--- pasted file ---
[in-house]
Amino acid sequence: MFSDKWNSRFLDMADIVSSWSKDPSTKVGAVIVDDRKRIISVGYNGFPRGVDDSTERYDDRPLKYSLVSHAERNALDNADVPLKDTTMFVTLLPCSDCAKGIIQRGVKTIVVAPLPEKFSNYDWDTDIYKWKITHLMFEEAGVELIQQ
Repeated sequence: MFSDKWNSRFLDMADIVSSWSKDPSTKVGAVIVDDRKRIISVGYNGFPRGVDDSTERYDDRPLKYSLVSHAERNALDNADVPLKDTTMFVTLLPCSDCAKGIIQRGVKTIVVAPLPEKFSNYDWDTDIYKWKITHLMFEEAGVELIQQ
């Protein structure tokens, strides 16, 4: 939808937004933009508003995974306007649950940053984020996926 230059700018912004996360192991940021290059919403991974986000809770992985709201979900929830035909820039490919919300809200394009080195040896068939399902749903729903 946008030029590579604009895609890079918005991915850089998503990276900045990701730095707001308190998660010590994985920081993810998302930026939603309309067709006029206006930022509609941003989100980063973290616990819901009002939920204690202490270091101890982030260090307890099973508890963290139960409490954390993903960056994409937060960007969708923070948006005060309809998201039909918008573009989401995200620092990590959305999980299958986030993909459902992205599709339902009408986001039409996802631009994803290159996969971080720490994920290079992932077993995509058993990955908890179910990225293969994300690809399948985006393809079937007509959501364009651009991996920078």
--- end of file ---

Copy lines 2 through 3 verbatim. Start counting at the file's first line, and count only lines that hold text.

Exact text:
Amino acid sequence: MFSDKWNSRFLDMADIVSSWSKDPSTKVGAVIVDDRKRIISVGYNGFPRGVDDSTERYDDRPLKYSLVSHAERNALDNADVPLKDTTMFVTLLPCSDCAKGIIQRGVKTIVVAPLPEKFSNYDWDTDIYKWKITHLMFEEAGVELIQQ
Repeated sequence: MFSDKWNSRFLDMADIVSSWSKDPSTKVGAVIVDDRKRIISVGYNGFPRGVDDSTERYDDRPLKYSLVSHAERNALDNADVPLKDTTMFVTLLPCSDCAKGIIQRGVKTIVVAPLPEKFSNYDWDTDIYKWKITHLMFEEAGVELIQQ